Pretoria – National Treasury has published a policy paper and proposals on the taxation of sugar sweetened beverages for public comment.
The document is available on www.treasury.gov.za. Written comments can be sent until end of business on 22 August 2016.
“The Minister of Finance announced in his February 2016 Budget a proposal to introduce a tax on sugar-sweetened beverages (SSBs) with effect from 1 April 2017 to help reduce excessive sugar intake.
“This follows on work initiated by the Department of Health. The Department of Health developed a Strategic Plan for the Prevention and Control of Non-Communicable Diseases (NCDs) 2013 – 2017, and a National Strategy for the Prevention and Control of Obesity 2015 – 2020.
“These strategies set an ambitious target of reducing obesity prevalence by 10% by 2020. This strategy has identified a number of measures to address NCDs, and more especially unhealthy diets. Among these measures, taxes on foods high in sugar are potentially a very cost-effective strategy to address diet related diseases,” said Treasury.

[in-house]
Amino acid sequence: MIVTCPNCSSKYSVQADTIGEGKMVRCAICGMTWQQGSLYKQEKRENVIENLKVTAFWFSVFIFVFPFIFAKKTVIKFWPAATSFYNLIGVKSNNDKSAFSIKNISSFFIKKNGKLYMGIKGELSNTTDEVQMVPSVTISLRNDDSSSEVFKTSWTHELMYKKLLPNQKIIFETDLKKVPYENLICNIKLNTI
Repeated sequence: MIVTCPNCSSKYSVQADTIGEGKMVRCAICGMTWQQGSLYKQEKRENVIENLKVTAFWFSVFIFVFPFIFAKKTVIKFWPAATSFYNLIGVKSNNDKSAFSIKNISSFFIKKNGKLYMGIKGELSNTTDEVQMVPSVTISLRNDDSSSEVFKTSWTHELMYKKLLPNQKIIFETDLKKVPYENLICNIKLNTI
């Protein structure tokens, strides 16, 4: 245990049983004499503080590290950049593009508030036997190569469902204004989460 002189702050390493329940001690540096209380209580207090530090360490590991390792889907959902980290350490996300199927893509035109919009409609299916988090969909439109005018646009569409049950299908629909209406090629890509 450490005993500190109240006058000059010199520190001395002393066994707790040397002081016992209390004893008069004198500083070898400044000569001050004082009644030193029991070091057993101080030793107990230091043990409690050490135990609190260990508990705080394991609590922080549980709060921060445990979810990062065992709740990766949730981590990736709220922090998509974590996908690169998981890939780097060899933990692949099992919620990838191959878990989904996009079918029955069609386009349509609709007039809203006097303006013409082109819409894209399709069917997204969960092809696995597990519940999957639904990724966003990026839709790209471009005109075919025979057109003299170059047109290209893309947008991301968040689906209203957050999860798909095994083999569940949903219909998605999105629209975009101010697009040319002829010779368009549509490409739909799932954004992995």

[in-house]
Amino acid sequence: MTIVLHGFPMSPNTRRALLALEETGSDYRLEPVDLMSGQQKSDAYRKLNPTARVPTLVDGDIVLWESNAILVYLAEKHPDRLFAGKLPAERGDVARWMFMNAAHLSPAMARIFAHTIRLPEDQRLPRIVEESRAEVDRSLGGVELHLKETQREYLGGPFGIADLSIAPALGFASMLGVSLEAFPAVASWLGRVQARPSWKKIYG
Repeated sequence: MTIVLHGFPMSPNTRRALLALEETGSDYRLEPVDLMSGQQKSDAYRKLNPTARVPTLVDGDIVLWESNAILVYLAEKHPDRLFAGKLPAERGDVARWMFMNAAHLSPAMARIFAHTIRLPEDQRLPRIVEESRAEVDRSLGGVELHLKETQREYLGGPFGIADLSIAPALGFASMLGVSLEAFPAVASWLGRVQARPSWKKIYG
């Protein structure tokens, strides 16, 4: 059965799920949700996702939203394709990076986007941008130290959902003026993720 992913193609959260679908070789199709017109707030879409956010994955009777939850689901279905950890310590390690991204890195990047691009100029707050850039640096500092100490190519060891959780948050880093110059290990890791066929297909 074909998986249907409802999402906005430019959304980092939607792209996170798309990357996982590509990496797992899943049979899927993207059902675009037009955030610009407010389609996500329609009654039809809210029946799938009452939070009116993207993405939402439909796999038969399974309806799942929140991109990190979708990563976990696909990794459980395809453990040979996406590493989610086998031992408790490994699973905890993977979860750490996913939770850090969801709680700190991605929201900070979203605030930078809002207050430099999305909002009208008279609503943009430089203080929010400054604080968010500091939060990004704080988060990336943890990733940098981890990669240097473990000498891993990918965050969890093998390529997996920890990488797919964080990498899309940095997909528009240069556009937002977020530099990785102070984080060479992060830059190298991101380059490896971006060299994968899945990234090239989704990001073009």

The proposed tax comes against the backdrop of growing global concern regarding obesity stemming from overconsumption of sugar.
“Obesity is a global epidemic and a major risk factor for the growing burden of NCDs, including heart diseases, diabetes and some cancers. The problem of obesity has grown over the past 30 years in South Africa, resulting in the country being ranked the most obese country in sub-Saharan Africa,” said Treasury.
Fiscal interventions such as taxes are increasingly recognised as effective complementary tools to help tackle the problem of negative factors associated with pollution, smoking, excessive alcohol consumption and also the obesity epidemic at a population level.
Countries such as Finland, France, Hungary, Ireland, Mexico, Mauritius and Norway have all levied taxes on SSBs. Countries such the United Kingdom, Thailand and Australia have recently announced their intention to introduce such taxes as part of a package of measures to help deal with the excessive intake of added sugars.